How does Cholesterol Affect Arteries (Atherosclerosis)?
Disclaimer: Not medical or professional advice.
Cholesterol, which is considered to be “bad”, moves through the body as part of low-density lipoproteins (LDL). LDL molecules are large and less dense, so they can carry many cholesterol molecules. They provide the body's need for building new cells, for synthesizing hormones, for maintaining a good condition of the brain, spinal cord and peripheral nerves. If necessary, LDL fixes the damage in the blood vessel walls.
What is “good” cholesterol doing? This is excess cholesterol that is transported to the liver and eliminated into the bile. It is carried by high-density lipoprotein (HDL) molecules, which are small and dense. In fact, they contain low amounts of cholesterol. It turns out that the whole effect of being "good" cholesterol lies in its elimination from the body.
Which type does bring more benefits: "good" or "bad" cholesterol? In fact, there are no good or bad variations. But what about atherosclerosis and plaques?
Cholesterol and Artery Plaque Buildup
As long as the vessel wall is undamaged, no cholesterol plaque is formed. And only if the vascular endothelium is affected for some reason, the immune cells will start restorative work and use LDL. This implies that atherosclerosis development depends more on the condition of artery walls rather than the level of cholesterol in the blood. However, this does not mean that there is no need to fight high cholesterol with various drugs, including statins.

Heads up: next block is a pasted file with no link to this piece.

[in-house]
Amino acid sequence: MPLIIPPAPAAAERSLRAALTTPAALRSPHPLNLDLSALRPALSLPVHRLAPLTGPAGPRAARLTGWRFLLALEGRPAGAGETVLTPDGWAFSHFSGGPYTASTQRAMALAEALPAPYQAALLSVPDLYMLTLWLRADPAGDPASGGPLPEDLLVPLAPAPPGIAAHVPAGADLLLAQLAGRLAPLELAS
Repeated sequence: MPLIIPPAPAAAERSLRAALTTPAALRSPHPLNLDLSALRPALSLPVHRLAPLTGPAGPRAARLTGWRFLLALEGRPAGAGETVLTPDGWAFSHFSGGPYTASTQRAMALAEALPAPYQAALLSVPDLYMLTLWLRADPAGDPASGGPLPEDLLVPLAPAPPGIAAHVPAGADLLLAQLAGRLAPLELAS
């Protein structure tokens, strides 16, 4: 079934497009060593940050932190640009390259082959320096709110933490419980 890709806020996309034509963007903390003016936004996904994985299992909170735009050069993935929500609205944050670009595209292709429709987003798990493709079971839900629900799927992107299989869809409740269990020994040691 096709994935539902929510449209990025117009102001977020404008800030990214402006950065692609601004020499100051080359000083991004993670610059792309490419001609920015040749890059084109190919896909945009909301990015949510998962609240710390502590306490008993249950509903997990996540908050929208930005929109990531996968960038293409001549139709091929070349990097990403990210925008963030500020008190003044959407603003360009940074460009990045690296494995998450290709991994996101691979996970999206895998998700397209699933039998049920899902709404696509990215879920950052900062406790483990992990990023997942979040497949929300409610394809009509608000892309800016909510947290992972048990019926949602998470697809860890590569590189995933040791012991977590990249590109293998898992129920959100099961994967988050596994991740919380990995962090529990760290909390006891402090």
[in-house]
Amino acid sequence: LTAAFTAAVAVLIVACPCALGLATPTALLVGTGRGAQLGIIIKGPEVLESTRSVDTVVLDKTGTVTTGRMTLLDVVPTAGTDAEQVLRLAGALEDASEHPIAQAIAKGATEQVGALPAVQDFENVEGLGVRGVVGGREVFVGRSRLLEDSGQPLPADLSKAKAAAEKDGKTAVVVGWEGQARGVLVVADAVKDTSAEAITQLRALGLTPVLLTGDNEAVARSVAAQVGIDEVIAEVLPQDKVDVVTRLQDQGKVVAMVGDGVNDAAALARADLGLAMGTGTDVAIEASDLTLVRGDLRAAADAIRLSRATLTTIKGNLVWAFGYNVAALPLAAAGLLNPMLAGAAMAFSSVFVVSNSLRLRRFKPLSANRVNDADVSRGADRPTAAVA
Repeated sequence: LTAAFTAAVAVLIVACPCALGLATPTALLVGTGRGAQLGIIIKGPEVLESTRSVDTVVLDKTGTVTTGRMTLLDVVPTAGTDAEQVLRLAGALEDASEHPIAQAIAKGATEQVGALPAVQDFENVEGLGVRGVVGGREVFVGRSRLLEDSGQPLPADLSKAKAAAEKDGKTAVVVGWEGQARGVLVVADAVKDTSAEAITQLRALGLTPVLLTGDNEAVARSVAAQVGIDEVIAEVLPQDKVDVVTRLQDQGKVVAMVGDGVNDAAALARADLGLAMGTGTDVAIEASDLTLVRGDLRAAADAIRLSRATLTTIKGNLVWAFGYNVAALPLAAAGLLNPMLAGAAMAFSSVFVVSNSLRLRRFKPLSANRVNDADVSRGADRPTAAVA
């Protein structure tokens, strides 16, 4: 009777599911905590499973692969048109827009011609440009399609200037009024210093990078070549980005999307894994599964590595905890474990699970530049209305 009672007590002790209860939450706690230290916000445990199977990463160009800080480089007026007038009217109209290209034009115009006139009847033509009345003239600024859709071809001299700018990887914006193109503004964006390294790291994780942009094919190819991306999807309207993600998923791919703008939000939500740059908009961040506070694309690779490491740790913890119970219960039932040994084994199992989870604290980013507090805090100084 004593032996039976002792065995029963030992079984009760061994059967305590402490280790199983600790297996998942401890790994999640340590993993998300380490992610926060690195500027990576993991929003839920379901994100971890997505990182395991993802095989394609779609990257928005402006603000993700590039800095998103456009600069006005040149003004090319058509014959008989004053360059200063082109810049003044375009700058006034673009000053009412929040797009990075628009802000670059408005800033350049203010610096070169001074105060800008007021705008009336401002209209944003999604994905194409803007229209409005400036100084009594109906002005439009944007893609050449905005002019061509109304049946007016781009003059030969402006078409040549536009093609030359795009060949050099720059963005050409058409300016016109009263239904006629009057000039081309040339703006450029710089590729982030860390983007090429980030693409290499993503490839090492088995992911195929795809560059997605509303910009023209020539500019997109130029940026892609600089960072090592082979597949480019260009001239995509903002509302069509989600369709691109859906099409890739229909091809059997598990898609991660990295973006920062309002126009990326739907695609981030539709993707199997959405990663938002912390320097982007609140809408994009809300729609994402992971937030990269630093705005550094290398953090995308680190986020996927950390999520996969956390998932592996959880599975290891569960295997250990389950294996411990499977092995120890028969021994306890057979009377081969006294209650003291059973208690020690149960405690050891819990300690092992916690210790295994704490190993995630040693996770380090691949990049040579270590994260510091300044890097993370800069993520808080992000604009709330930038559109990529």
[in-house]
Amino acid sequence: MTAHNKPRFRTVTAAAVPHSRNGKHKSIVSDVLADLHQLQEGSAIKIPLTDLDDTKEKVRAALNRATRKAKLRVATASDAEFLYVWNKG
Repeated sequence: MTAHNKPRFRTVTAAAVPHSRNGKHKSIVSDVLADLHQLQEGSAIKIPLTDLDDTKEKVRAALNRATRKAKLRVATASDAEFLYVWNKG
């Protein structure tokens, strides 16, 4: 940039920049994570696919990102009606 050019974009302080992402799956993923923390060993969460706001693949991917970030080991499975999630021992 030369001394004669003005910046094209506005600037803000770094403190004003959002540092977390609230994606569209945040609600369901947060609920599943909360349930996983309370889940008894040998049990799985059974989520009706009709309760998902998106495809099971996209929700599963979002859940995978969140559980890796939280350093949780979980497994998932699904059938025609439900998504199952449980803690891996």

Statins are not prescribed to people without atherosclerotic plaques, certain cardiovascular diseases, very high cholesterol levels or serious risk factors.
Diagnostic testing at Lake Conway can help to determine the presence of these forms of diseases. The doctor will prescribe complete cholesterol tests, which measure the level and fraction of cholesterol in dynamics and check the vessels' condition. Only based on these data, the doctor will provide treatment.